Search - Margie Joseph :: Sweet Surrender

Sweet Surrender
Margie Joseph
Sweet Surrender
Genres: Pop, R&B
  •  Track Listings (10) - Disc #1

Japanese limited edition issue of the album classic in a deluxe, miniaturized LP sleeve replica of the original vinyl album artwork.


Larger Image

CD Details

All Artists: Margie Joseph
Title: Sweet Surrender
Members Wishing: 1
Total Copies: 0
Label: Collector's Choice
Release Date: 3/11/2008
Genres: Pop, R&B
Style: Soul
Number of Discs: 1
SwapaCD Credits: 1
UPC: 617742089028


Album Description
Japanese limited edition issue of the album classic in a deluxe, miniaturized LP sleeve replica of the original vinyl album artwork.

Similar CDs


CD Reviews

To Hear This CD, Is To Love This CD!!!
FREELEO | 04/12/2007
(5 out of 5 stars)

"Finally!! Listen very closely. If you are a lover of great singers, sublime production, and enduring classic soul/r&b music, then this is a must have cd. Margie Joseph delivers the goods with her powerful and sultry vocals (backed by The Sweet Inspirations). The hairs on your arms will stand up when Margie sings, "To Know You, Is To Love You." I'm not going to list all of the tracks I love because I love them all. This is one of those cds you will play from beginning to end. If I have to pick favorites, they would be tracks 5 thru 10 but that's hard to say because I really do love them all. I think most people will too. Arif Mardin was the producer on this project and a couple of the song writers were Stevie Wonder and Paul McCartney. I've waited years for this cd. This is a happy day!!"
+1/2 -- Good mid-70s soul hasn't the spark of its predecesso
hyperbolium | Earth, USA | 07/10/2008
(3 out of 5 stars)

"After two albums for Volt (anthologized on a 1999 Stax two-fer) and a gospel and funk-edged self-titled release on Atlantic, `70s soul-singer Margie Joseph released this second Atlantic album in 1974. In contrast to the funkier sounds of her previous release, Sweet Surrender often finds a smoother R&B groove, with elements of disco's beat and strings nosing their way into a few arrangements. The soaring version of Paul McCartney and Wings' "My Love" that anchors the album's second side became Joseph's only top-10 R&B single (also making its way into the pop top-100), and a funk-powered cover of Paul Kelly's "Come Lay Some Lovin' On Me" also cracked the charts. Though she'd record four more albums for Atlantic, Cotillion and Atco, this was to be her biggest commercial success.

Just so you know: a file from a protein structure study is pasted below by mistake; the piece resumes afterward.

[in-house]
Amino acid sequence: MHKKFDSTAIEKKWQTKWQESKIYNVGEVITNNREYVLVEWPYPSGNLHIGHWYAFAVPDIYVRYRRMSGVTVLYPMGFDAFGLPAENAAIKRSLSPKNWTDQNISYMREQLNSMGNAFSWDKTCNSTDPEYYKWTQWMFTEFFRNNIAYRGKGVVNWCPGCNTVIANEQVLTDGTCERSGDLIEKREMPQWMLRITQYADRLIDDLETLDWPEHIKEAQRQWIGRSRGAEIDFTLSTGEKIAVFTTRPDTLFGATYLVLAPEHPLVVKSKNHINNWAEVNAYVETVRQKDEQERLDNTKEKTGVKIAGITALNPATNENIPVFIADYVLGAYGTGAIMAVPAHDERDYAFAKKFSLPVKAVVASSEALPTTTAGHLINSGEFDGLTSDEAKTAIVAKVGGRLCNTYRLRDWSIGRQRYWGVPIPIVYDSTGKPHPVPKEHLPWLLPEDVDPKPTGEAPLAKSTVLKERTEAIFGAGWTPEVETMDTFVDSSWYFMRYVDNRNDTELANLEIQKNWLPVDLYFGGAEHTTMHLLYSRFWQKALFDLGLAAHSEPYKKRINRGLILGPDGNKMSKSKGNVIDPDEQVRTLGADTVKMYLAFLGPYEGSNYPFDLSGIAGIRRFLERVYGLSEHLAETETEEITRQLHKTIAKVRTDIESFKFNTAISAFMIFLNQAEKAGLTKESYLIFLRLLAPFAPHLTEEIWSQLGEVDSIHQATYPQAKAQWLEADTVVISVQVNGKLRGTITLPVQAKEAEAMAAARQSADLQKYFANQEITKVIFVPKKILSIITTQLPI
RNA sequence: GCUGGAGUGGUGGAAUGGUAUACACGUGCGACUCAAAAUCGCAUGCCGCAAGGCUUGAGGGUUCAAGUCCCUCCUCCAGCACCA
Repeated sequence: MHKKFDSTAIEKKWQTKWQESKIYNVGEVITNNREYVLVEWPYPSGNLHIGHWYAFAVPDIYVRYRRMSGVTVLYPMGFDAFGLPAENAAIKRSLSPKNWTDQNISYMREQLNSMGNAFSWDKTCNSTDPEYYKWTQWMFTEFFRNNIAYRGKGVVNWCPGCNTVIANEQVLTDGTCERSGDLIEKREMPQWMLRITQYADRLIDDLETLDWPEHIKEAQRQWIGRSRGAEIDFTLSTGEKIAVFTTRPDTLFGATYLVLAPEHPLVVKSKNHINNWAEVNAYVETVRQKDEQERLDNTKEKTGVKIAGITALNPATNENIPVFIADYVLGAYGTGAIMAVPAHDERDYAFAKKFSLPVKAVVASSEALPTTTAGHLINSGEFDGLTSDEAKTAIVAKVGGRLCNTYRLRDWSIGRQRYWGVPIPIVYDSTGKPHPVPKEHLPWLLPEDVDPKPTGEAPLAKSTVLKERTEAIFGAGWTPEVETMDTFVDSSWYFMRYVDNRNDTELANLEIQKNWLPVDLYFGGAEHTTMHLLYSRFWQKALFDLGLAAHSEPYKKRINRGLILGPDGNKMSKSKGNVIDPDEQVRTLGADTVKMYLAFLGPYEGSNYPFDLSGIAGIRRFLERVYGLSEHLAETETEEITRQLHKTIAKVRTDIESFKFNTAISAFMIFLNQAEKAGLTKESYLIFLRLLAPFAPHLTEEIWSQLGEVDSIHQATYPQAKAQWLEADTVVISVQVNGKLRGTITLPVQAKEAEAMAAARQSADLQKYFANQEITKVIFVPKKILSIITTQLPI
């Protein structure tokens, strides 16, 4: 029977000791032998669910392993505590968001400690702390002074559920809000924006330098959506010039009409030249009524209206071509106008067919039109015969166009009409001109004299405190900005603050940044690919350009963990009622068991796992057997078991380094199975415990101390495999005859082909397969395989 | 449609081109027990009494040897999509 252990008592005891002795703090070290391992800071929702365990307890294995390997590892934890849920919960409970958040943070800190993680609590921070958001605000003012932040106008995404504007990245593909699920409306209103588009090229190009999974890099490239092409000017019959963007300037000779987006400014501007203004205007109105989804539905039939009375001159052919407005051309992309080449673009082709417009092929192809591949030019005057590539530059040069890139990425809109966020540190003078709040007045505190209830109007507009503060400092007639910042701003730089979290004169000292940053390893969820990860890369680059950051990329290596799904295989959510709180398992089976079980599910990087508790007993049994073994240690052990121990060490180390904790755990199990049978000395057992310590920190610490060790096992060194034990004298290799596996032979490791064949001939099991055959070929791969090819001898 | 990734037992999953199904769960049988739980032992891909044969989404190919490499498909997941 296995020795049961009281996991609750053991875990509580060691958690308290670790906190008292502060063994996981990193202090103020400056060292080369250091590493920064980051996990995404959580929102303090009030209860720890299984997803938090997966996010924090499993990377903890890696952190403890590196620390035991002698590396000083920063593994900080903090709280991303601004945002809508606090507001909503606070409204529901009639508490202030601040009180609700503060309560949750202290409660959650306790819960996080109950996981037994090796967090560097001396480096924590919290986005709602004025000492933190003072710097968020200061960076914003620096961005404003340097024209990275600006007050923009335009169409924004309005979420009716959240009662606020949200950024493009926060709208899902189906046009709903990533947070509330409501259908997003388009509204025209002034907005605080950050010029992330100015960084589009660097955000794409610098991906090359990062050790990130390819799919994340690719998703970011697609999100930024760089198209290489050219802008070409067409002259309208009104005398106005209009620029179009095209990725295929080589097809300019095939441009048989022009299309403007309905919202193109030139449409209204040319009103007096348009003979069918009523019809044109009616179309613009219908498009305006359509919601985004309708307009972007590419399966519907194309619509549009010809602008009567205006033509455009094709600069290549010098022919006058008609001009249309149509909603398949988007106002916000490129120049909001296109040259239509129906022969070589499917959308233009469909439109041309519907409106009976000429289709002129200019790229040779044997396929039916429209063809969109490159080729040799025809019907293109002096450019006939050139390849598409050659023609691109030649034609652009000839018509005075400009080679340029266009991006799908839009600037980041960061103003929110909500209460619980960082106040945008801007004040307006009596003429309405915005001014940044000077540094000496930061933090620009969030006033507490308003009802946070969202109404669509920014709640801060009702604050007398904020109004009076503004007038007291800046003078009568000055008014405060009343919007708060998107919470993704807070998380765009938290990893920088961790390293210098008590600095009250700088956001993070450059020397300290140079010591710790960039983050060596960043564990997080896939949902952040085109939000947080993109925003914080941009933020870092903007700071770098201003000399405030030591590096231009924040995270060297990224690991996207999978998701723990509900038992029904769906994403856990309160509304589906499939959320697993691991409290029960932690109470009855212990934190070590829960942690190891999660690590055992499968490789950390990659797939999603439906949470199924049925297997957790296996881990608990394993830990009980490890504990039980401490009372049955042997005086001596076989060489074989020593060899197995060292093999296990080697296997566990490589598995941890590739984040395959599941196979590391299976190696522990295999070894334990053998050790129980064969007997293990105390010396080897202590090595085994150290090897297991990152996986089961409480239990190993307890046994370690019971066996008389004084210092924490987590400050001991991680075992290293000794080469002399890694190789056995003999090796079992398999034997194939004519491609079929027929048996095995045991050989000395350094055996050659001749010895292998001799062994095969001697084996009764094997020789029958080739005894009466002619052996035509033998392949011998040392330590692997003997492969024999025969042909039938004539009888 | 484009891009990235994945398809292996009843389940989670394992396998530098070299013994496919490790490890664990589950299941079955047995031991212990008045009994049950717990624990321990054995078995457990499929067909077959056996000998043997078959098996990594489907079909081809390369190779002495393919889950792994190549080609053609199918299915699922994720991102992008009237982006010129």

Joseph's song selections are heavy with cover versions, and as on her previous outing, she often reshapes the songs' emotional centers. Jerry Butler's lost and heartbroken "(Strange) I Still Love You" is more hurt and resentful in Joseph's reading. And in a reversal, Joseph's lush, wondering ballad of Ralph MacDonald's "If I'm Still Around Tomorrow" hardly anticipates the songwriter's carefree, upbeat disco version a few years later. Billy Joel's "She's Got a Way" has its gender flipped, and its pop piano lines turned winningly to gospel, and Joseph's take on Stevie Wonder's "To Know You is to Love You," adds just a touch of gospel-soul to the cool blues bite of B.B. King's earlier hit. Unfortunately, even a smooth-soul arrangement of Bread's "Baby I'm A-Want You" can't rescue the tune from its treacly origins; much better is the album's other Bread cover, "Sweet Surrender."

At times, such as on her own "Ridin' High," the lighter tones in Joseph's voice resemble Diana Ross and other pop-soul singers of the era such as Edna Wright of Honey Cone. But those are the exceptions, as Joseph retains her gospel-soul sound, even as the songs and productions are smoothed out. Many of the album's songs segue without gaps, which makes this a difficult disc (without some manual editing) to split up as individual tracks for your iPod. Overall the arrangements aren't as vital as on her previous outing, the drumming having lost its snap and some of the choices sounding dated. Joseph's fans will be happy to have this back in print domestically (greatly undercutting the price of last year's Japanese reissues), but those new to her catalog should start with 1973's "Margie Joseph." 3-1/2 stars, if allowed fractional ratings. [©2008 hyperbolium dot com]"